Steep increases in the price of coal from Monday will mean the cost of a bag soaring to about 50 per cent above rates seen just six months ago, and more increases may be on the way soon to keep up with demand, one of Ireland’s top suppliers of fuel has said.
Dundalk-based CPL Fuels, which is also one of Europe's leading suppliers of solid fuels, said the increases will apply to all coal purchased by retailers and merchants.
The move comes “as a direct response to increased international commodity prices and more recently due to the war in Ukraine”.
CPL Fuels said the price of a bag of coal for merchants will increase by €4.50 per bag from Monday. Retailers could then be expected to pass the rise on to consumers.
A second increase is scheduled for April 4th and will mean a further rise of €2.50 per bag. This combined increase of €7 is on top of the €3 per bag increase that has come in since September last.
As a result, the price of a bag of coal will have risen by approximately 50 per cent since September, and this excludes the expected further increase being imposed by the Government through the carbon tax in May. This will add about another 90 cent to a bag, for which a consumer is paying roughly €23.
By May, the combined VAT and carbon tax paid to the State will be more than €8 per bag.
CPL Fuels managing director Niall McGuinness told The Irish Times on Friday that Russia’s invasion of Ukraine had exacerbated an already volatile situation in the market.
“The impact of the war is having a very significant influence on this, pushing unpredictability and intense pressure within global markets,” he said. “This presents a major challenge for all fuel suppliers such as CPL.
“It is clear from the response of the EU and the Irish Government that the current situation we are in is unprecedented. We have no indication of how long this uncertainty will last and what further impact it will have on energy and fuel supplies.
“Consequently, we are seeing a significant escalation in raw materials, energy, and transportation costs, with commodity prices now at an all-time high.”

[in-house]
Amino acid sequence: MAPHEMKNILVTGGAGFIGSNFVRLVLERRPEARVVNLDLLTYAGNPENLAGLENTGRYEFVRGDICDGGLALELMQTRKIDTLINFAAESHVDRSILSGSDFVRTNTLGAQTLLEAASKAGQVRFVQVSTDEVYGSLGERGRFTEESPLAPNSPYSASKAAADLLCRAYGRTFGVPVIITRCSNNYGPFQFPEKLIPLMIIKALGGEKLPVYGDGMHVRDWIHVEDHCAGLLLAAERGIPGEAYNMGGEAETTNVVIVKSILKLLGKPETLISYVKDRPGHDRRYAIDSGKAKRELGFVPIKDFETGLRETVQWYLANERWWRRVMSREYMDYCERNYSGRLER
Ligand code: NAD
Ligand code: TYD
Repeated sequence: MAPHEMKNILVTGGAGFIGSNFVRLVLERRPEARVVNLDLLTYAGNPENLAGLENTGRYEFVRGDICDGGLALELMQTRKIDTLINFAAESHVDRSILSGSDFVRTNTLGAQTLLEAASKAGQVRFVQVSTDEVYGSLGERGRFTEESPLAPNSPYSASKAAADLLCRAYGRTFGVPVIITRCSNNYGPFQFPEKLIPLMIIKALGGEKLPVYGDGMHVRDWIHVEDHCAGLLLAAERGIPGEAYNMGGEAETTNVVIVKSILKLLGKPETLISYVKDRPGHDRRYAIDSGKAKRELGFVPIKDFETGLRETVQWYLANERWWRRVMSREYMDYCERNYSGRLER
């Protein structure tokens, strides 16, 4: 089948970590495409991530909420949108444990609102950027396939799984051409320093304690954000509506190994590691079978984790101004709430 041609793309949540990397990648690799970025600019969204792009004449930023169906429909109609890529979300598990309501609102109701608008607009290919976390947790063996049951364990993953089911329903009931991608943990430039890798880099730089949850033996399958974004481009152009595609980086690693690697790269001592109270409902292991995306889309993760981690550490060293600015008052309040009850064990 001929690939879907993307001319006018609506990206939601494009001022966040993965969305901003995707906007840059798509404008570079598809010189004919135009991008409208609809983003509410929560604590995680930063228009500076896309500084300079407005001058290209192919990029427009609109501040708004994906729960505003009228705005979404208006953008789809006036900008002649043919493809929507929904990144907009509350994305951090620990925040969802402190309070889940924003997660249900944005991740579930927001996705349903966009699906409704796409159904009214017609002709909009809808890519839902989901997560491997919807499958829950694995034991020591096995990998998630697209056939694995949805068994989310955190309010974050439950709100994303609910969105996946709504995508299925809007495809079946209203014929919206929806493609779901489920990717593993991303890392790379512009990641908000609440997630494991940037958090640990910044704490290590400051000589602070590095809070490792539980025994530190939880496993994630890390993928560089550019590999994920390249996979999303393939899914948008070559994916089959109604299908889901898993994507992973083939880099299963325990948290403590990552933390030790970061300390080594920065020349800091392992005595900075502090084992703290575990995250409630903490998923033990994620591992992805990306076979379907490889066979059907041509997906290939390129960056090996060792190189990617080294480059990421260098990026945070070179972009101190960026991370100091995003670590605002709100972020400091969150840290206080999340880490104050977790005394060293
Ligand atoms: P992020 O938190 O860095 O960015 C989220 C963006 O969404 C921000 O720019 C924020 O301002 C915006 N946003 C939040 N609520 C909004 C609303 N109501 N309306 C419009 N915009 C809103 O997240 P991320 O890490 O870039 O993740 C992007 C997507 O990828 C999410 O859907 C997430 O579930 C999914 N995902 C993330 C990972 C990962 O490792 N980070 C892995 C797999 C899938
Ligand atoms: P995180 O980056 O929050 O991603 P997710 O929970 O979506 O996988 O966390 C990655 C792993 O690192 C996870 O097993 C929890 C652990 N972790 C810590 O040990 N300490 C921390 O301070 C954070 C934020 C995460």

Upward price curve
Mr McGuinness said that even with the increase in prices, CPL will not be in a position to replenish wholesale supplies, and may have to raise prices further despite the State being in the throes of a major crisis in terms of the cost of living and energy.
“Whilst conscious of the magnitude of these increases it is additionally important to stress that due to the global spike in the price of raw materials, these cost increases as announced will not be sufficient for CPL or others to replenish their wholesale supplies into the relative medium term,” he said.
“This is the extent of the challenge that we all face in the sector and as a result further increases may be required in the relatively short term, if we are to be a position to continue to supply product to meet market demand.”
He added that CPL would “continue to do all that we can” to mitigate the costs, “but, unfortunately, we cannot absorb the immediate significant increases we are facing”. He called on the Government to act.
"I believe strongly that Government action is required to address the spiralling cost and impact on families, as according to the Central Statistics Office approximately 80,000 homes in Ireland use coal as their primary home heating source," he said.
“This very significant number of families and individuals are left with no alternative to heat their homes.”